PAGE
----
Mark Burish, MD, PhD, on the Role of Family History in Cluster Headache
Cluster headache appears to be an inherited disorder in a subset of families and is likely associated with multiple hereditary patterns, according to a new systematic review of 40 articles.
The review included 22 large cohort studies, 1 twin-based study, and 17 case reports or small case series published between 1985 and 2016. Ultimately, the findings of the review indicated that cluster headache is associated with a family history rate of 0% to 22% (median 8.2%). The review identified 67 pedigrees, and found that the inheritance pattern of cluster headache appeared to be autosomal dominant in 69% of patients and autosomal recessive pattern in 28% of patients.
“Overall, this systematic review supports the notion that familial cluster headache is likely the result of multiple susceptibility genes, as well as environmental factors,” the authors of the review wrote.
Consultant360 discussed the implications of these findings further with study author Mark Burish, MD, PhD, with the Department of Neurosurgery at McGovern Medical School at the University of Texas Health Science Center at Houston.
C360: What prompted you and your colleagues to perform this systematic review of family history and inheritance of cluster headache?
Dr Burish: My colleagues and I were interested in both the clinical and the basic science aspects of this study. On the clinical side, patients with cluster headache will sometimes ask us what the risk is for their children to inherit cluster headache. I think parents understandably never want their children to inherit any of their health problems, but cluster headache appears to be an unusual level of suffering–in fact, it is possibly one of the most painful human experiences.
On the basic science side, we were interested in the genetics associated with cluster headache. Several genetics studies of cluster headache have been performed, but the findings differed, suggesting that susceptibility genes (genes that increase your risk but do not guarantee cluster headache) may be at play. For a full understanding of the genetics, it is necessary to understand heritability patterns.
I should note that we performed a systematic review, but not a meta-analysis. Usually in these studies, a true meta-analysis would be performed. However, we found that the methods in each study included in our review were simply too different to perform a meta-analysis. For example, some studies diagnosed cluster headache among patients in person, while others did so by questionnaire. Some studies personally interviewed as many family members as possible and diagnosed the presence or absence of cluster headache, while other studies simply interviewed only one family member with cluster headache.
C360: In your analysis, you and your colleagues concluded that “cluster headache had a family history rate of 0% to 22%, with a median of 8.2%” and that “the inheritance pattern of cluster headache across 67 pedigrees was consistent with an autosomal dominant pattern in 69% and an autosomal recessive pattern in 28%.” Could you elaborate on the clinical significance of these findings?
Dr Burish: If one has cluster headache, there is about an 8% chance that their child will also have cluster headache, and an approximately 92% chance that they will not. There are likely multiple genes involved in cluster headache, some of which are autosomal dominant and some of which are autosomal recessive. Identifying the specific genes will require additional genome sequencing studies.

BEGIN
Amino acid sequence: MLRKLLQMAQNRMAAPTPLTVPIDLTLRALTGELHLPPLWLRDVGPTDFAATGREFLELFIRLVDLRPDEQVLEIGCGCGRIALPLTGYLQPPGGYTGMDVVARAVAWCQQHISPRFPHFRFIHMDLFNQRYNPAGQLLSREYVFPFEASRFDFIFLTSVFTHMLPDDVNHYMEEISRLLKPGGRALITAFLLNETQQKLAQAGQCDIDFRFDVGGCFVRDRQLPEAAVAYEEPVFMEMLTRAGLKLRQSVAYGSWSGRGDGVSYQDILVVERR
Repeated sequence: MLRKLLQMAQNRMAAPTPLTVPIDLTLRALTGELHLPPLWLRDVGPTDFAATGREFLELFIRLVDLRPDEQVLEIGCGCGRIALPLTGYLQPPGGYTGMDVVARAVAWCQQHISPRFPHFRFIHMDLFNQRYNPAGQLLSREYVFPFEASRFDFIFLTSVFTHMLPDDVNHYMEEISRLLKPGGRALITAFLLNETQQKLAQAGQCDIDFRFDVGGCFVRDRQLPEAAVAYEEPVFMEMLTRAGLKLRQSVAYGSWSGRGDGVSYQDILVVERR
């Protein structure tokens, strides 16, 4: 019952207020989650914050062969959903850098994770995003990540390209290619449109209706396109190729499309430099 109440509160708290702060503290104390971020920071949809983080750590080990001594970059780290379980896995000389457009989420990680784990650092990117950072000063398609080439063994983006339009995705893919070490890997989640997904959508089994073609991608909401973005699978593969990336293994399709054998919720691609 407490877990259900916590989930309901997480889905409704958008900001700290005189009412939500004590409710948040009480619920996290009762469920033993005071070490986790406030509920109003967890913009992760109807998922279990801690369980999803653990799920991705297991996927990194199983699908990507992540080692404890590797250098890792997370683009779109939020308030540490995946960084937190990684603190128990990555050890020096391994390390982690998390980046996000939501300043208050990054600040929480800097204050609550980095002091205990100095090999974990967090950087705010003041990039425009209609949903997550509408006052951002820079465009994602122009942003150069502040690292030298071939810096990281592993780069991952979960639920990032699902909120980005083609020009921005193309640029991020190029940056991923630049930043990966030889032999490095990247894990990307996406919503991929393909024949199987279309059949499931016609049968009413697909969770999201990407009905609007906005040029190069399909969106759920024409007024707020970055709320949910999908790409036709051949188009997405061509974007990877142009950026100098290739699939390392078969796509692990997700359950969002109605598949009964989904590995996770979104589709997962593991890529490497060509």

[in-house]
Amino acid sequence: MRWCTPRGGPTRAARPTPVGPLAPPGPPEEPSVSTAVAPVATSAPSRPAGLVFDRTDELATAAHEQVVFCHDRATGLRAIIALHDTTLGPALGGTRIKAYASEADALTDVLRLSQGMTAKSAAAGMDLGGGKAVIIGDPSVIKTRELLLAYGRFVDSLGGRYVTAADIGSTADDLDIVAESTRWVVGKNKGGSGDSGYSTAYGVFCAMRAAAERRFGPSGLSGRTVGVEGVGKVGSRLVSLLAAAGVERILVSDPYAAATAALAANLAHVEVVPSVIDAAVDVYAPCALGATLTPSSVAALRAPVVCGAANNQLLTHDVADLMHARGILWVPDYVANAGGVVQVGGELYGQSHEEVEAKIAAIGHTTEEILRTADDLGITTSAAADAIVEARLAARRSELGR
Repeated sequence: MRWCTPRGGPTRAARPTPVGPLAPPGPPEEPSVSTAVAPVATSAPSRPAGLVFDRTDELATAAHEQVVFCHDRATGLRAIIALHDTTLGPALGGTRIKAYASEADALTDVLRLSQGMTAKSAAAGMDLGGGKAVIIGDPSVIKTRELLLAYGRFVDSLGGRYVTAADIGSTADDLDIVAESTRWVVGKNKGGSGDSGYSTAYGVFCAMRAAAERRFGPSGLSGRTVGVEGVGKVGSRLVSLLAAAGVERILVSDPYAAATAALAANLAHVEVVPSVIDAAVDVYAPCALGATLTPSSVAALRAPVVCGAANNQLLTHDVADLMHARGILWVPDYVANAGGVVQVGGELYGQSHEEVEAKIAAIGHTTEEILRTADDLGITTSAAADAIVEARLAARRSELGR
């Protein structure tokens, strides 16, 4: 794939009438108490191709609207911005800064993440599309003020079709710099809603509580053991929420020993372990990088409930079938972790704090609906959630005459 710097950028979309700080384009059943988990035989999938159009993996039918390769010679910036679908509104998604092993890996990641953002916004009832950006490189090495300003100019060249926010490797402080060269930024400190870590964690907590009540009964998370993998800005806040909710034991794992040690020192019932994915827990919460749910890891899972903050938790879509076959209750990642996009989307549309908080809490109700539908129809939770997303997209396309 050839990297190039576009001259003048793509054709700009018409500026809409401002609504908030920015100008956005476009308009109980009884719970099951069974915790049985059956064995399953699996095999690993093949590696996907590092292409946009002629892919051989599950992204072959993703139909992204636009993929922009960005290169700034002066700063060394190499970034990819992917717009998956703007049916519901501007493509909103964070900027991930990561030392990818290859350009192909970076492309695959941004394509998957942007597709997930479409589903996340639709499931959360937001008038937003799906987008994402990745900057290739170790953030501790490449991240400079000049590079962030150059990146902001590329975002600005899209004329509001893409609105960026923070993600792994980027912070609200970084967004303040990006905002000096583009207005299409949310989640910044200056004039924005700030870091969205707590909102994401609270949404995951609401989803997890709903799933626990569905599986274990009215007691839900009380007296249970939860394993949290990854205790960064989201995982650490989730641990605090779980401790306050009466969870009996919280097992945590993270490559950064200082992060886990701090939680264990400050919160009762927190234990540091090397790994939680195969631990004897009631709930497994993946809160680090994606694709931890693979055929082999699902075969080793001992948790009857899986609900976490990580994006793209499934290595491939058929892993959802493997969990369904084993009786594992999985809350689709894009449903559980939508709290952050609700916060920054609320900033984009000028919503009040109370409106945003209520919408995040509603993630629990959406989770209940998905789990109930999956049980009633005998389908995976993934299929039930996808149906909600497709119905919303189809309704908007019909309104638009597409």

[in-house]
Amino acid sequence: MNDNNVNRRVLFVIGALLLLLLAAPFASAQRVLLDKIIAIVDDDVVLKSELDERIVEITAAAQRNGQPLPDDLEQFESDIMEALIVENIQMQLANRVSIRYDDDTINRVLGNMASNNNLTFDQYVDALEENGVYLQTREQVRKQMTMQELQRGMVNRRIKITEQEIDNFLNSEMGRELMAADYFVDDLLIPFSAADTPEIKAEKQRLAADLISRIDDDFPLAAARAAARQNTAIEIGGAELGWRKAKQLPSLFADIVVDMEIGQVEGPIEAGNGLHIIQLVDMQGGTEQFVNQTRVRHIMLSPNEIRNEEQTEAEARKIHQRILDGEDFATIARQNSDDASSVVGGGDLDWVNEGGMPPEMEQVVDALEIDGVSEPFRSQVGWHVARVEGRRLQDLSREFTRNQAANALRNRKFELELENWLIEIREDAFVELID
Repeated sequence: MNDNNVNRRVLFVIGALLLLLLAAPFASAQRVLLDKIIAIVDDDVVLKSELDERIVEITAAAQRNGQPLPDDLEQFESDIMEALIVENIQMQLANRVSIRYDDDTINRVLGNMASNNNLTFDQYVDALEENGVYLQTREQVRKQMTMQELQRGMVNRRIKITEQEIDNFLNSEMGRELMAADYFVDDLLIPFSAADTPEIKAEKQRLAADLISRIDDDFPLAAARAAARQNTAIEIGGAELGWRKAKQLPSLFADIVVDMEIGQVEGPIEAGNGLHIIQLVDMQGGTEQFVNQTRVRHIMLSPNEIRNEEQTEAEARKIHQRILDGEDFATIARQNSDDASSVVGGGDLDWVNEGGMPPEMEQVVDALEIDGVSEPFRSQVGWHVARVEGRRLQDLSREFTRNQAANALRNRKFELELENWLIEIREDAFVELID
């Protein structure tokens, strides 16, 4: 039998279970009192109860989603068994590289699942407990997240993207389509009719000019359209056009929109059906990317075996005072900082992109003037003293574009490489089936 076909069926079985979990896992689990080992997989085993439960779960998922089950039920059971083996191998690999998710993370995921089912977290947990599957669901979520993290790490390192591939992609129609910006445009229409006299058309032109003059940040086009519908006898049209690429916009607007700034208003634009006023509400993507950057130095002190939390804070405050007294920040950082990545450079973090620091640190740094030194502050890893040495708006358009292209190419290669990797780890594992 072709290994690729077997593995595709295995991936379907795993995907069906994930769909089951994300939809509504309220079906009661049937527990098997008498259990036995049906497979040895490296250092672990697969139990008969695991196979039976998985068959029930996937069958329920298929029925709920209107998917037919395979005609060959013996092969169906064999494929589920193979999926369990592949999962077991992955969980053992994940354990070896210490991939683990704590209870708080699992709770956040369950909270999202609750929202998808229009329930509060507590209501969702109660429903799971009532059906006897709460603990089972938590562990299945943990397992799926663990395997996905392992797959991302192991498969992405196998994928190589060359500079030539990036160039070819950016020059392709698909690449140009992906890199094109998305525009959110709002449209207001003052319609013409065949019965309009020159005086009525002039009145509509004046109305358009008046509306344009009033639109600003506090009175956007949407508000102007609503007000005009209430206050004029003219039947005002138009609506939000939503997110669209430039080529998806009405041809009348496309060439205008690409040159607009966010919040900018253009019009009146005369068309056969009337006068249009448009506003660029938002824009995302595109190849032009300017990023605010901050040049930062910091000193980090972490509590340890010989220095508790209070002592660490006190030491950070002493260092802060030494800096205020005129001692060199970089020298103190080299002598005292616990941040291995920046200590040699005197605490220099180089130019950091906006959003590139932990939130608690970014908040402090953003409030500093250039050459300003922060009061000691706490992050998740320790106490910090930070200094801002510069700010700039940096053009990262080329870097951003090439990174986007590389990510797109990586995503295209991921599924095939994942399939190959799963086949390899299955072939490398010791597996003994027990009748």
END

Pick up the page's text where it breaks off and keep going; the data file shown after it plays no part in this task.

C360: How can these findings improve risk stratification and patient referral for cluster headache?
Dr Burish: Cluster headache historically has been associated with long delays in diagnosis. Previous studies have shown that it often takes years for cluster headache to be diagnosed, and in the interim, patients often undergo unnecessary work-ups and procedures. Cluster headache is also associated with an unusually high risk of suicidal thoughts. Those 2 factors–long delay from onset to diagnosis and a high risk of suicidal thoughts–are a dangerous combination. Our findings suggest that both patients and physicians may want to be on the lookout for family members that report headaches that sound like cluster headaches.
C360: What key takeaways do you hope to leave with neurologists on this topic?
Dr Burish: I would want neurologists to know:
- The family history rate of cluster headache is higher than previously thought.
- The genetics of cluster headache are likely complex, with multiple susceptibility genes involved.
- Patients who have a family member with headaches that sound like cluster headache, but have not seen a neurologist, may want to see a neurologist and undergo screening for cluster headache because of the risk of suicidal thoughts in patients with this disorder, which are presumably more dangerous if they do not receive any treatment for their headaches.
C360: What is the next step in terms of future research in this area?
Dr Burish: When we analyzed the pedigrees, we unexpectedly found that there were more women in the pedigrees. The ratio of cluster headache in the general population is about 4.3:1 male:female, but in the pedigrees, it was about 1.4:1–still more common in men, but by a much smaller margin. It may be interesting to perform genetic studies limited to females in the future, because the data on women are otherwise masked by the higher number of men with cluster headache.
Waung MW, Taylor A, Qualmann KJ, Burish MJ. Family history of cluster headache: a systematic review [Published online April 20, 2020]. JAMA Neurol. doi:10.1001/jamaneurol.2020.0682